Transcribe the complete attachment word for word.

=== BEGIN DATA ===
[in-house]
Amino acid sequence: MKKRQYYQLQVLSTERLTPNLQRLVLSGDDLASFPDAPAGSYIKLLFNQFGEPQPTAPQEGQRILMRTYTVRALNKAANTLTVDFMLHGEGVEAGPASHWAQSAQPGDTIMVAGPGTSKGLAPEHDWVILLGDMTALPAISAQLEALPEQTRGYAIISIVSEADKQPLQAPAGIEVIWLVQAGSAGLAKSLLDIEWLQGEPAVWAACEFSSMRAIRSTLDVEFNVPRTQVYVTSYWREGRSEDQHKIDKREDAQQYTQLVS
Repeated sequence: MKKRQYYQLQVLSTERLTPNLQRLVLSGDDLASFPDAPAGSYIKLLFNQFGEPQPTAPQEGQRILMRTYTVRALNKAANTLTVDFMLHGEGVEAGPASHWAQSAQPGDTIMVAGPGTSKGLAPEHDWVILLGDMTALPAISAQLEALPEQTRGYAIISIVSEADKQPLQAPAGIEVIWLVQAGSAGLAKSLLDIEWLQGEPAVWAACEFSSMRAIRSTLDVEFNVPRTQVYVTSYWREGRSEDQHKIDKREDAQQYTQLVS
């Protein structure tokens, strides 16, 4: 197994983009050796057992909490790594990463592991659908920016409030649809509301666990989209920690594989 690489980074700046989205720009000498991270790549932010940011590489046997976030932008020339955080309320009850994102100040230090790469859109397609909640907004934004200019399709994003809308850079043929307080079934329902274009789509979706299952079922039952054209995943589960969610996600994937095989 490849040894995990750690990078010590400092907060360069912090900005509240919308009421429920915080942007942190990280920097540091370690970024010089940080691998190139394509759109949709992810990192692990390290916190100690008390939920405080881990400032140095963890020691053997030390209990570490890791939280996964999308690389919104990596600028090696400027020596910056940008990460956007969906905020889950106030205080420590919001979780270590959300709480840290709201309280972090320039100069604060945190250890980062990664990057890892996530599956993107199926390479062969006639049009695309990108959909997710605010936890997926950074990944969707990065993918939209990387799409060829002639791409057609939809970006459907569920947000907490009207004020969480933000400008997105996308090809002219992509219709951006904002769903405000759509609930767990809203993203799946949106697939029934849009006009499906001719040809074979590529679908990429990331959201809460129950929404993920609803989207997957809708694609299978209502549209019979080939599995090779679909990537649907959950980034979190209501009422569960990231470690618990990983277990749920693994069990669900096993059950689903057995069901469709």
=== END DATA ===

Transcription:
[in-house]
Amino acid sequence: MKKRQYYQLQVLSTERLTPNLQRLVLSGDDLASFPDAPAGSYIKLLFNQFGEPQPTAPQEGQRILMRTYTVRALNKAANTLTVDFMLHGEGVEAGPASHWAQSAQPGDTIMVAGPGTSKGLAPEHDWVILLGDMTALPAISAQLEALPEQTRGYAIISIVSEADKQPLQAPAGIEVIWLVQAGSAGLAKSLLDIEWLQGEPAVWAACEFSSMRAIRSTLDVEFNVPRTQVYVTSYWREGRSEDQHKIDKREDAQQYTQLVS
Repeated sequence: MKKRQYYQLQVLSTERLTPNLQRLVLSGDDLASFPDAPAGSYIKLLFNQFGEPQPTAPQEGQRILMRTYTVRALNKAANTLTVDFMLHGEGVEAGPASHWAQSAQPGDTIMVAGPGTSKGLAPEHDWVILLGDMTALPAISAQLEALPEQTRGYAIISIVSEADKQPLQAPAGIEVIWLVQAGSAGLAKSLLDIEWLQGEPAVWAACEFSSMRAIRSTLDVEFNVPRTQVYVTSYWREGRSEDQHKIDKREDAQQYTQLVS
């Protein structure tokens, strides 16, 4: 197994983009050796057992909490790594990463592991659908920016409030649809509301666990989209920690594989 690489980074700046989205720009000498991270790549932010940011590489046997976030932008020339955080309320009850994102100040230090790469859109397609909640907004934004200019399709994003809308850079043929307080079934329902274009789509979706299952079922039952054209995943589960969610996600994937095989 490849040894995990750690990078010590400092907060360069912090900005509240919308009421429920915080942007942190990280920097540091370690970024010089940080691998190139394509759109949709992810990192692990390290916190100690008390939920405080881990400032140095963890020691053997030390209990570490890791939280996964999308690389919104990596600028090696400027020596910056940008990460956007969906905020889950106030205080420590919001979780270590959300709480840290709201309280972090320039100069604060945190250890980062990664990057890892996530599956993107199926390479062969006639049009695309990108959909997710605010936890997926950074990944969707990065993918939209990387799409060829002639791409057609939809970006459907569920947000907490009207004020969480933000400008997105996308090809002219992509219709951006904002769903405000759509609930767990809203993203799946949106697939029934849009006009499906001719040809074979590529679908990429990331959201809460129950929404993920609803989207997957809708694609299978209502549209019979080939599995090779679909990537649907959950980034979190209501009422569960990231470690618990990983277990749920693994069990669900096993059950689903057995069901469709």